open source and cybersecurity news

April 17, 2023

Chrome Zero-Day Vulnerability, Sci-Fi AutoGPT, FDA Crack Down

In this Episode:

Episode Transcription:

Bob Bannon:

Hey, it’s 5:05. Glad to have you with us on Monday, April 17th, 2023 from the Sourced Podcast Network in Camp Hill, Pennsylvania. This is your host, Bob Bannon. Stories in today’s episode come from Edwin Kwan in Sydney, Australia. Kadi Grigg in Alexandria, Virginia. Katy Craig in San Diego, California, and Marcel Brown in St. Louis, Missouri. Pokes on vacation. I have the controls. Let’s get to it.

[00:00:00] Edwin Kwan:

This is Edwin Kwan from Sydney, Australia.

Google has just released an emergency Chrome security update to address a zero-day vulnerability. The vulnerability is assigned CVE-2023-2033, and it is a “type” confusion weakness in the Chrome JavaScript engine. It affects the Chrome browser on Windows, Macs, and Linux.

The fix is version 112.0.5615.121, and the web browser should automatically update and install the fixed version without requiring user interaction after a restart.

Google has said that it is aware of the vulnerability being used in attacks and are restricting further information until the majority of users have updated with the fix.

[00:01:15] Kadi Grigg:

In a move aimed at improving the cybersecurity of medical devices, the US Food and Drug Administration, also known as FDA, has announced that starting on October 1st, it will refuse to approve new medical devices if they do not meet certain cybersecurity requirements. This is a significant step in protecting patients sensitive medical information from cyber attacks.

As the article notes, medical devices have become a popular target for hackers in recent years with potentially life-threatening consequences for patients. By implementing stronger cybersecurity standards for medical devices, the FDA is taking a proactive stance in protecting patients and their private medical information.

The FDA’s decision to refuse approval for non-compliant medical devices will undoubtedly have an impact on the medical device industry. Companies will now be forced to prioritize cybersecurity in the development and design of new medical devices. This may mean increased cost and longer development timelines, but ultimately, it is a necessary step in protecting patients.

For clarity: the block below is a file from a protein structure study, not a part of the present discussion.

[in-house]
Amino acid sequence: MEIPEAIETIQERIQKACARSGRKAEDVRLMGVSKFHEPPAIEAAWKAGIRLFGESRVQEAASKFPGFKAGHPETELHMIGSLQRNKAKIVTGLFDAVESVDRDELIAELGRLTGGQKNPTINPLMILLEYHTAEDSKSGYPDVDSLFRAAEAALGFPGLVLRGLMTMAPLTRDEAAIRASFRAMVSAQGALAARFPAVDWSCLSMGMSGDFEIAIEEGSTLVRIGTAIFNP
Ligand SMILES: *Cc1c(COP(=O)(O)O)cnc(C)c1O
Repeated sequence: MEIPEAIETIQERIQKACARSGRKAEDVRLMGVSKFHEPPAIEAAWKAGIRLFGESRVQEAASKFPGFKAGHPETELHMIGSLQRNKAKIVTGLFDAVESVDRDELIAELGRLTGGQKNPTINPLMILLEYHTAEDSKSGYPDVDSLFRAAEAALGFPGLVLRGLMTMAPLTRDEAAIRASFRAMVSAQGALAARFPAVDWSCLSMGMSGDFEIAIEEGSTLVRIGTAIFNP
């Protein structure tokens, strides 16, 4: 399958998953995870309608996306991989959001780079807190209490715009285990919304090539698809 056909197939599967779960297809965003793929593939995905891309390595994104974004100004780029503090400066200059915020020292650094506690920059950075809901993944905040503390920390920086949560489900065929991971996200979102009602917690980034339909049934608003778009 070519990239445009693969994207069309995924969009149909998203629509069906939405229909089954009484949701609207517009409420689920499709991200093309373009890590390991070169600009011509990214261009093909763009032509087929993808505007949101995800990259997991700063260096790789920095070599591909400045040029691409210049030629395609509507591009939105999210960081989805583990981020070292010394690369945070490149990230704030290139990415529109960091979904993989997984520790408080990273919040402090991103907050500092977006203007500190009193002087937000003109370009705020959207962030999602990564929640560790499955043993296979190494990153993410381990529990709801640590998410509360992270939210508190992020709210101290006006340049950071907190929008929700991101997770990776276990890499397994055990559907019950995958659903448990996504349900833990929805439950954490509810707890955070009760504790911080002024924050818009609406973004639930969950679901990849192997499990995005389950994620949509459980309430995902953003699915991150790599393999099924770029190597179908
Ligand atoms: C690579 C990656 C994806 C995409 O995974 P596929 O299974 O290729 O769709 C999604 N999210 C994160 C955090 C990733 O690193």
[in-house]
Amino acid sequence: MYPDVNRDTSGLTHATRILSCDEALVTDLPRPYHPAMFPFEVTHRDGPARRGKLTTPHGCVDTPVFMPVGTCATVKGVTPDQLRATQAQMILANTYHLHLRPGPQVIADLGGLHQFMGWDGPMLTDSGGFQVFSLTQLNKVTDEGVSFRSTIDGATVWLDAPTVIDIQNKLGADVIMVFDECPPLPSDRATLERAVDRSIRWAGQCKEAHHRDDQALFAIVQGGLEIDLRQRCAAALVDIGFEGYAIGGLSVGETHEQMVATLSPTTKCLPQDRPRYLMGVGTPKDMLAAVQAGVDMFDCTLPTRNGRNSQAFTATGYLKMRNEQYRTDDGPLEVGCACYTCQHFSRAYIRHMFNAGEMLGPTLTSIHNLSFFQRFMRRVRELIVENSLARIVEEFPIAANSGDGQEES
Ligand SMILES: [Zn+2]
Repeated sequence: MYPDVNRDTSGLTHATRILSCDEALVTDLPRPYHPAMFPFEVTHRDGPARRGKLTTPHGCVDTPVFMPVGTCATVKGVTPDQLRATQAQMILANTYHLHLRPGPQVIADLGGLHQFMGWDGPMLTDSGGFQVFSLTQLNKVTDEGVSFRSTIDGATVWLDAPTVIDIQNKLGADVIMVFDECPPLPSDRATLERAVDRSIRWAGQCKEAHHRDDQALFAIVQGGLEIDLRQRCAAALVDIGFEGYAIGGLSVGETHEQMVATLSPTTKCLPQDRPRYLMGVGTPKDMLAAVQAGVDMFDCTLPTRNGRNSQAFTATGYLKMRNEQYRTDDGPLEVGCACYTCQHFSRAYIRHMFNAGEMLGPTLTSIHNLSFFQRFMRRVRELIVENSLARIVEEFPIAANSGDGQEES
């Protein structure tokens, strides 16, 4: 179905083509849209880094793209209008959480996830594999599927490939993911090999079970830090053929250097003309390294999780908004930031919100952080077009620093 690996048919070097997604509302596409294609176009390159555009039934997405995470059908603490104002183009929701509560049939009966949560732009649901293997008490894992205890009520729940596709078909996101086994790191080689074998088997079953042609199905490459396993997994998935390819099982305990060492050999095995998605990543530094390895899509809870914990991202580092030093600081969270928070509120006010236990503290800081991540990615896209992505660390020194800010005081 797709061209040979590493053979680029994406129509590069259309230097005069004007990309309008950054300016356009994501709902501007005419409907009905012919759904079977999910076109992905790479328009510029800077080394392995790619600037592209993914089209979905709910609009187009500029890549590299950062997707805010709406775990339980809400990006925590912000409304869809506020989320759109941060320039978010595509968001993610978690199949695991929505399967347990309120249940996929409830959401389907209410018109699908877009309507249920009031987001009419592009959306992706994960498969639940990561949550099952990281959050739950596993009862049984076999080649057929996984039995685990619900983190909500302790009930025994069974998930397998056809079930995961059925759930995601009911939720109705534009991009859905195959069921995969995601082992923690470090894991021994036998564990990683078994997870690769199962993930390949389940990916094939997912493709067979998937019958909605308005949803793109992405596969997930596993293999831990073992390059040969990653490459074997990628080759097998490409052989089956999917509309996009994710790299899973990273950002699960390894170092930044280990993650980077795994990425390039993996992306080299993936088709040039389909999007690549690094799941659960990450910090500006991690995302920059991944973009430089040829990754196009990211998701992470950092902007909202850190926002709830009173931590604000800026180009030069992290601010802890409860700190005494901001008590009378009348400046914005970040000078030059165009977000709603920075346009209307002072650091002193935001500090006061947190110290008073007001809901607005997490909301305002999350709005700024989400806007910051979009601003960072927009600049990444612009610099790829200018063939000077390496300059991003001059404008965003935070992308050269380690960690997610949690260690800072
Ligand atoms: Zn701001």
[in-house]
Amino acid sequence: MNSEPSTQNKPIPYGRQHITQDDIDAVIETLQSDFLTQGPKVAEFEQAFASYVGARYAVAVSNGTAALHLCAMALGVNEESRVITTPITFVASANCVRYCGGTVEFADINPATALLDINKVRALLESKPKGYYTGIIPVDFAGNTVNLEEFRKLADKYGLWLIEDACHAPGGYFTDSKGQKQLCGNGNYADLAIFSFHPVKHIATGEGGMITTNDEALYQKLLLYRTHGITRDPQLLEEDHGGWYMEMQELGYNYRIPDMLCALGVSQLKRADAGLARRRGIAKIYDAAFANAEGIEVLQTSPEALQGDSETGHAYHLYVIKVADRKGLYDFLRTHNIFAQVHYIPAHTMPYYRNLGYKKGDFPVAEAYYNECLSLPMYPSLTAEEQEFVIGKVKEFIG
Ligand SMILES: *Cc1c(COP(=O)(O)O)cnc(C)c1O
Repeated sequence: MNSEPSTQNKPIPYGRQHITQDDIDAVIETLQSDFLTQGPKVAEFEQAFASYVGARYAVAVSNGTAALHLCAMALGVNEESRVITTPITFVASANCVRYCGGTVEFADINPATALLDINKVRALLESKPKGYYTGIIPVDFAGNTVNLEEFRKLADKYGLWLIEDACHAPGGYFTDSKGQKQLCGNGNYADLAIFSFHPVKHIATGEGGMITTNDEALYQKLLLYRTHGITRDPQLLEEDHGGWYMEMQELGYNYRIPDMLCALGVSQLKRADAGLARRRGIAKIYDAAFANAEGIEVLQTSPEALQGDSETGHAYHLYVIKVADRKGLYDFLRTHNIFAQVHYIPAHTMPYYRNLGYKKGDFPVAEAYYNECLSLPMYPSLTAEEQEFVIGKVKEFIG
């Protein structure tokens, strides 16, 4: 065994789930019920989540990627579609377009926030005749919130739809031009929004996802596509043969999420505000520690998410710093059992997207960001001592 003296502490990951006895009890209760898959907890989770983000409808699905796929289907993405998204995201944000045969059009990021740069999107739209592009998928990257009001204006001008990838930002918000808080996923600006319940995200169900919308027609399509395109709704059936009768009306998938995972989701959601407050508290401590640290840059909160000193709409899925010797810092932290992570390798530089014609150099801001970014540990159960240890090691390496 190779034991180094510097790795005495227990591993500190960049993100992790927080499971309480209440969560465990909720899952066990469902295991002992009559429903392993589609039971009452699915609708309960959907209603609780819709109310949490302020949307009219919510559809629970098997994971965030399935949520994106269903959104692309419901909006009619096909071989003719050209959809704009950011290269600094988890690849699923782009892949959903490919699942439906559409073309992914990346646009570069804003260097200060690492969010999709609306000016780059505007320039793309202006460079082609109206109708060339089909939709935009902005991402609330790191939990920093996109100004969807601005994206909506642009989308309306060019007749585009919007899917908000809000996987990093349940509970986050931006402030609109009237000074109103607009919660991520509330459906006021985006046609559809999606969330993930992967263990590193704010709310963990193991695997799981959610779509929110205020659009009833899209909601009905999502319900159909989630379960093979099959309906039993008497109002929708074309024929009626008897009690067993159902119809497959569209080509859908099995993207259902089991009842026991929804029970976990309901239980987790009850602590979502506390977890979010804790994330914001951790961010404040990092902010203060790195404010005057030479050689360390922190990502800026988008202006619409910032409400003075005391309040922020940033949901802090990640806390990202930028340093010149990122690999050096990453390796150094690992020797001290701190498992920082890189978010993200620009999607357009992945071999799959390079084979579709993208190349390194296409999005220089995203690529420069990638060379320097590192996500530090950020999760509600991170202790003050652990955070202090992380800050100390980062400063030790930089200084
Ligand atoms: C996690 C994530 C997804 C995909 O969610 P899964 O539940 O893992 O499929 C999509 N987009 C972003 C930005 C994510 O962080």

Long story short, this is an important development in the ongoing battle to secure our digital infrastructure. As our lives become increasingly dependent on connected devices, it is vital that we prioritize cybersecurity to ensure our safety and security.

This is Kadi Grigg, and Alexander of Virginia.

[00:02:37] Katy Craig:

We’re rushing headlong into the world of artificial intelligence with a fascinating new development called AutoGPT. Powered by OpenAI’s, GPT-4, AutoGPT boasts an impressive set of capabilities that might leave you feeling like you’re in a sci-fi movie.

This is Katy Craig in San Diego, California.

AutoGPT can search the internet, correct itself, refine its parameters, and execute commands autonomously. With all these abilities, it’s like having a super smart virtual assistant that keeps learning and growing on its own. But don’t worry, we’re not entering the realm of rogue AI just yet. Instead, let’s marvel at the incredible advancements in technology that make tools like AutoGPT possible.